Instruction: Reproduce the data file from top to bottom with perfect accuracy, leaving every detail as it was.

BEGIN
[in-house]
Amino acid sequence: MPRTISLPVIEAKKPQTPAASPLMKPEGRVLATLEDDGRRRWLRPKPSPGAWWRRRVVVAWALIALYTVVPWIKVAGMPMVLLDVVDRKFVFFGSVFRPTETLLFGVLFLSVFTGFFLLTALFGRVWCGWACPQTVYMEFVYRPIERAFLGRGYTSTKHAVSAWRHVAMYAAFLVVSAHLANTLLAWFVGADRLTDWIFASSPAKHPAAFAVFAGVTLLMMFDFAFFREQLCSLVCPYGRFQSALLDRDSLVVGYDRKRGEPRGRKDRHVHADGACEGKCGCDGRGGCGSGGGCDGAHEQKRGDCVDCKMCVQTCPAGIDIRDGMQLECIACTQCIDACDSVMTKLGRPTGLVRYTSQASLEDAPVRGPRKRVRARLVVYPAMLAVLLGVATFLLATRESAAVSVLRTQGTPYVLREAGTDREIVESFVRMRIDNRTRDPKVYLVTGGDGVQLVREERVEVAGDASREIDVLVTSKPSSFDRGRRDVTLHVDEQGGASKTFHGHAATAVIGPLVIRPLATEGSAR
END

[in-house]
Amino acid sequence: MPRTISLPVIEAKKPQTPAASPLMKPEGRVLATLEDDGRRRWLRPKPSPGAWWRRRVVVAWALIALYTVVPWIKVAGMPMVLLDVVDRKFVFFGSVFRPTETLLFGVLFLSVFTGFFLLTALFGRVWCGWACPQTVYMEFVYRPIERAFLGRGYTSTKHAVSAWRHVAMYAAFLVVSAHLANTLLAWFVGADRLTDWIFASSPAKHPAAFAVFAGVTLLMMFDFAFFREQLCSLVCPYGRFQSALLDRDSLVVGYDRKRGEPRGRKDRHVHADGACEGKCGCDGRGGCGSGGGCDGAHEQKRGDCVDCKMCVQTCPAGIDIRDGMQLECIACTQCIDACDSVMTKLGRPTGLVRYTSQASLEDAPVRGPRKRVRARLVVYPAMLAVLLGVATFLLATRESAAVSVLRTQGTPYVLREAGTDREIVESFVRMRIDNRTRDPKVYLVTGGDGVQLVREERVEVAGDASREIDVLVTSKPSSFDRGRRDVTLHVDEQGGASKTFHGHAATAVIGPLVIRPLATEGSAR